Beyond the Sea
Bobby Darin was never really my cup of tea. I liked “Splish Splash,” and then he made the choice to leave rock ‘n roll to become what he’d always wanted to be: a nightclub singer. I associate him with Wildroot Creme Oil, glitzy tuxedos, and dry martinis. Back then, before rock came to dominate the world, it was a classy act, following in the steps of people like Sinatra. But he could never be Sinatra, he didn’t have the cool smoothness. There was always more of an edge to him, he was jazzier. I think it was the right decision for him, otherwise his career might have ended in the early sixties along with a lot of other boy rock singers. But eventually taste changed and passed him by.
I gotta give the man one thing, though. He had nerve. Who would have thought somebody could take a song about an assassin, from the old play The Threepenny Opera by Kurt Weill and Bertolt friggin’ Brecht, and make it into a mega-hit? And if you think that’s ballsy, you ain’t seen nothin’ yet. I had forgotten about “Artificial Flowers.” I’d heard it, I’d snapped my fingers to it, but apparently I’d never really listened to it. It’s from a 1960 musical called Tenderloin, and was meant to be the most sickening possible example of the sort of relentlessly sentimental ballad so popular in the Victorian Era. It’s about a 9-year-old-girl freezing to death on a sidewalk, fer chrissake! And he jazzes it?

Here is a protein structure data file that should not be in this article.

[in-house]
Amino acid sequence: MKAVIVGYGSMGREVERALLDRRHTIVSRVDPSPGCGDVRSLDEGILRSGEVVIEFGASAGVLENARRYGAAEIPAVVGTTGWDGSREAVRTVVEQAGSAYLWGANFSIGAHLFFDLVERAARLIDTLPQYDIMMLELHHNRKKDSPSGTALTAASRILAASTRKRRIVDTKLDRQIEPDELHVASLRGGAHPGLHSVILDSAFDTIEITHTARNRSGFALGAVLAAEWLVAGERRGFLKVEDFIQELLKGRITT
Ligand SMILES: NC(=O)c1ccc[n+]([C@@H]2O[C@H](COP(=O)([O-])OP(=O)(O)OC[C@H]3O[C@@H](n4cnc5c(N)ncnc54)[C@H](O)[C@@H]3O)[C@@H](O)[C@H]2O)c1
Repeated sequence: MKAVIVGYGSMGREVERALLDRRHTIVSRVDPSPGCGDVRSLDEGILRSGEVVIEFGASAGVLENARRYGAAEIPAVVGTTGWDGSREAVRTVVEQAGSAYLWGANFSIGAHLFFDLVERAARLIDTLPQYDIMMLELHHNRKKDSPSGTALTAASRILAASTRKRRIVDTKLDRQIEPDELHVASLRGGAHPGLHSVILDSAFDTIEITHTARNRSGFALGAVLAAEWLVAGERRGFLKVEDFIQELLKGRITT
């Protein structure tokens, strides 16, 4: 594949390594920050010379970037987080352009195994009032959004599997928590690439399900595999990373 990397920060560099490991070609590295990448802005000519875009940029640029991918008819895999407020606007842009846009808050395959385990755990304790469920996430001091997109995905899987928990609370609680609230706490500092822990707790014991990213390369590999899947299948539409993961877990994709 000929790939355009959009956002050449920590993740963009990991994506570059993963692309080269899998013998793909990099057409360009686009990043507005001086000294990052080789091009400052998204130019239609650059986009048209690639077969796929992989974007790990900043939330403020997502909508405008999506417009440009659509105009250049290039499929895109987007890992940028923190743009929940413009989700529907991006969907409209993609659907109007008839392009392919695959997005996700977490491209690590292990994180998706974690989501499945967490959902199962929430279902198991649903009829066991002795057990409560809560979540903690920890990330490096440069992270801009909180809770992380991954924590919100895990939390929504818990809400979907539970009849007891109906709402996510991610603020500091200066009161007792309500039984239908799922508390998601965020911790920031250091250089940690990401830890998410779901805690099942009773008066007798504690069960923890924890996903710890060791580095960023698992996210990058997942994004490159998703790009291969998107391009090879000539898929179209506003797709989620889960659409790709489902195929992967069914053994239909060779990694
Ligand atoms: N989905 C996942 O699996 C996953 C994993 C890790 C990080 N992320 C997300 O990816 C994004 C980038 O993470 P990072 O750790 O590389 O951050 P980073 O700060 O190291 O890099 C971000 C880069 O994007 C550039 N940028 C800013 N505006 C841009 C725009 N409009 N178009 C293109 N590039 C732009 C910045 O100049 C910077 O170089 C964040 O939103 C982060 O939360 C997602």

Alone in the world was poor little Anne (bop, bop!)
As sweet a young child as you’d find (ba-ree-bop!)
Her parents had gone to their final reward (oh, yeah!)
Leavin’ their baby behind …
She made artificial flowers, you know those artificial flowers
Fashioned from Annie’s despair! (let’s hear it, boys!)
They found little Annie all covered in ice (brrrrrrrrr!!!)
Still clutchin’ her poor frozen shears (ouch!)
Amidst all the blossoms she had fashioned by hand (snap, snap!)
And watered with all her young tears!
I mean, cats and kitties, this is way beyond bizarro, daddy-o!
Okay, what about the movie? The critics savaged it. I kinda liked it, but I’m a sucker for musicals. It deliberately mixes styles, at one time being a flat-out ‘50s An American in Paris fantasy where people start dancing in the street, then becoming a musical biopic like Ray, with Kevin Spacey (who is very, very, very good, both at acting and singing) doing Darin numbers at the Copa and Vegas, then trying to be more modern like De-Lovely, or All That Jazz: a dead man looking back on his life. The styles don’t always mix well, but it was good enough for lounge singing.